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10 September 1912
Buziásfürdő, Transylvania, Austria-Hungary (today Buziaș, Romania)
|Died||12 July 2006
|Alma mater||Technical University of Budapest, Budapest|
Mistath was born in Buziásfürdő, Temes County. His father's family was of French Huguenot origin, and his mother's side was of Greek-Serbian descent. After the Treaty of Trianon, the family moved from what became Romanian territory to Hungary. He began his studies at Matyas Hunyadi military academy, originally intending for a career in the army, but eventually graduated from the Budapest Technical University in 1935. He began work in the Ganz rail factory and later took part in the building of roads between Székesfehérvár and Graz. He opened his own practice in 1940. Among his early work was a cable bridge in Szolnok which at the time was the largest of its kind in Europe. He took part in the resistance during the Second World War.
Following the war, all of the bridges linking the two sides of the Danube in Budapest had to be rebuilt, as they had been blown up by the retreating German forces. Misteth designed the first temporary bridge (the "Manci") and the first permanent one, the Kossuth Bridge (it was later demolished as the other bridges were rebuilt).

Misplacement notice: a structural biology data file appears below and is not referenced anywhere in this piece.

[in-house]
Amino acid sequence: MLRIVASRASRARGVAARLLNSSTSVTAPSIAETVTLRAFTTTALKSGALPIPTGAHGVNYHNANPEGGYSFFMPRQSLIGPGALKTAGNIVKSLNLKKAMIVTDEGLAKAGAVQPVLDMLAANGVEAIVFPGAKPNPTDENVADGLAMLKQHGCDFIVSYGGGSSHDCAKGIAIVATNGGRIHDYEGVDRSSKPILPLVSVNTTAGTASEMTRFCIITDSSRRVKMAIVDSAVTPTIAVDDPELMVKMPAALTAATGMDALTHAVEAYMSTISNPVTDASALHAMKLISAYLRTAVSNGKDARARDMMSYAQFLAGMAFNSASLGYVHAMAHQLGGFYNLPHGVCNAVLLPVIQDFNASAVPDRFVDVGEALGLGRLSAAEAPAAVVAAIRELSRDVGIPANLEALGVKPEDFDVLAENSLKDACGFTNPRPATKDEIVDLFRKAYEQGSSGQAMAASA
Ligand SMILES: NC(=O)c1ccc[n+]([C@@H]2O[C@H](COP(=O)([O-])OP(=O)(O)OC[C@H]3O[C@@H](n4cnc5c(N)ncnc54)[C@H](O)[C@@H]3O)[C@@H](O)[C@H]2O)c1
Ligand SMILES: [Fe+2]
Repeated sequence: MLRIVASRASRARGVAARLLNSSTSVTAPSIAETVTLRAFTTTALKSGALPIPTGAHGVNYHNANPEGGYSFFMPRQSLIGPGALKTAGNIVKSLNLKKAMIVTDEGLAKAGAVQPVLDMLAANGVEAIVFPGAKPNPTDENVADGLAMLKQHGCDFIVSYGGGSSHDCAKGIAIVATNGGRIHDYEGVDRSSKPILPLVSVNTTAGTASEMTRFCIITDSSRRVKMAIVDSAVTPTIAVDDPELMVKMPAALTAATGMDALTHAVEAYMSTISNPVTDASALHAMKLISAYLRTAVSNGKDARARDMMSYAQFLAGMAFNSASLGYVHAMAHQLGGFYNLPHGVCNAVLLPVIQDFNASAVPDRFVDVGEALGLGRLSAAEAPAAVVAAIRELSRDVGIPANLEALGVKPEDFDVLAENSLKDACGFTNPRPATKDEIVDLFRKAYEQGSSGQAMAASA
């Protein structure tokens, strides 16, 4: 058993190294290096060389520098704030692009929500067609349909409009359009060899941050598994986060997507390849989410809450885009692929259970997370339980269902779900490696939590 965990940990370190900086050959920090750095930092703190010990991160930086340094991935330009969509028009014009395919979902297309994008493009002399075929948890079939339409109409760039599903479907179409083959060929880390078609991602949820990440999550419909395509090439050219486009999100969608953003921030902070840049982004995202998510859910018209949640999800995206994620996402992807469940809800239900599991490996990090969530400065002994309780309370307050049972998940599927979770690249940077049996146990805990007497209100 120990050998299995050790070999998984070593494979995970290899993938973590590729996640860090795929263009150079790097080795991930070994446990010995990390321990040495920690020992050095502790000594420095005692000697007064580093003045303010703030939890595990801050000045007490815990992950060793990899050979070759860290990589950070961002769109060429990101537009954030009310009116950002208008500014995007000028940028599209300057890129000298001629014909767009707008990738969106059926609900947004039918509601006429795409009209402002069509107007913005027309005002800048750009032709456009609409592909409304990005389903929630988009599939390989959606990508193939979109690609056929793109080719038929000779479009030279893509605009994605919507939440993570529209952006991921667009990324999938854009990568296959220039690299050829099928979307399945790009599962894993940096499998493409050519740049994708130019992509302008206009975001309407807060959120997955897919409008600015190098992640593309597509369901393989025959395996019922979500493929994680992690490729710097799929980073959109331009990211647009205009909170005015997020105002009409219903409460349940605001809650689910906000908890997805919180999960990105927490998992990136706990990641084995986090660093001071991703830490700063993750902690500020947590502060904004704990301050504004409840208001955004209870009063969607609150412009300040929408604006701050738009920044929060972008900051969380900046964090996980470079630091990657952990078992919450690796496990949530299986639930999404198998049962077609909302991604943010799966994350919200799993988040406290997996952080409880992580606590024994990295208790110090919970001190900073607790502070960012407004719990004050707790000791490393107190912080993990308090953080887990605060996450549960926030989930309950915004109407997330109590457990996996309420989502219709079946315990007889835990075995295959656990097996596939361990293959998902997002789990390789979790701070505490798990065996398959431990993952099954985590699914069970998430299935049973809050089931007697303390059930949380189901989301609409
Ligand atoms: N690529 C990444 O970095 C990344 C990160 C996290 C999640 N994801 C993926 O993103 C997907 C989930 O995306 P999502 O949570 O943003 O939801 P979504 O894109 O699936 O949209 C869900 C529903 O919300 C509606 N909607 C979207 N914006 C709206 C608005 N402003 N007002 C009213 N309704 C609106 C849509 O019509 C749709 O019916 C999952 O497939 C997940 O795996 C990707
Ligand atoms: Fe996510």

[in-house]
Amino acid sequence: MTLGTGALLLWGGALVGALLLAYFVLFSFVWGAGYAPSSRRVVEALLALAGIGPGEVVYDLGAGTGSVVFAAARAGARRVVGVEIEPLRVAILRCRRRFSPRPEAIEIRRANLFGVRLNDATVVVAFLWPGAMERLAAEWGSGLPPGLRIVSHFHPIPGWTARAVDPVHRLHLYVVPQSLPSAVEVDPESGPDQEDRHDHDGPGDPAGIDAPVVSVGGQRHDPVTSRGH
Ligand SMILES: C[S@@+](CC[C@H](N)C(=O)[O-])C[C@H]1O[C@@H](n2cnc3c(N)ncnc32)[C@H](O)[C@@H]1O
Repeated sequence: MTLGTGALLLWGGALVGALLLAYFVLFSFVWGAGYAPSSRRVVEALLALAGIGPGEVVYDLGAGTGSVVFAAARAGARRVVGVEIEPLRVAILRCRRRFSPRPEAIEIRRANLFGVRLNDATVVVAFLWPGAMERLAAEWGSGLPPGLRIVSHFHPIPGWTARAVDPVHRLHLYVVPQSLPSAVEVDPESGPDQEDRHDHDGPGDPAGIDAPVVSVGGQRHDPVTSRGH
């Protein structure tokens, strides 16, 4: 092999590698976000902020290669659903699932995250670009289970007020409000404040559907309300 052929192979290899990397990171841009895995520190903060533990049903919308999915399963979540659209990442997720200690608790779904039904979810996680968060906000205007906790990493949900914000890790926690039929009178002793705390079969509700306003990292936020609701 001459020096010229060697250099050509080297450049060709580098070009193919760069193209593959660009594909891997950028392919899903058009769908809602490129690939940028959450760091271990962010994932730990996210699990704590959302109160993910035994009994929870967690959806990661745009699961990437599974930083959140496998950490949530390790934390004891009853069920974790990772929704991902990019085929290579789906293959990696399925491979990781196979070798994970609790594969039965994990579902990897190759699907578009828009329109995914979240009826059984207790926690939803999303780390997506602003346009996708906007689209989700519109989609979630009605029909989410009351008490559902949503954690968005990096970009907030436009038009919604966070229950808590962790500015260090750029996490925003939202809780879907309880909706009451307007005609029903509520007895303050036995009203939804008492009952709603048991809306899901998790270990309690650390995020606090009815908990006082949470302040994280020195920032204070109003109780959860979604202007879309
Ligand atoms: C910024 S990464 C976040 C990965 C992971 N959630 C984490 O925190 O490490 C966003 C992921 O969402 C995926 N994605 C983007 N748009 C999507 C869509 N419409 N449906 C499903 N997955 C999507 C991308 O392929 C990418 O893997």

He also became involved in politics. In 1945 he became the Secretary of State in the Ministry of Works during the tenure of the Independent Smallholder's Party prior to the Communist takeover of the country. In the following year he became Minister for reconstruction but was put in prison following the so-called "Hungarian Society" show trial in 1947. He was released in 1955 but had to endure the following three and a half years under house arrest. After the 1960s he became an academic, finishing a doctorate in 1978.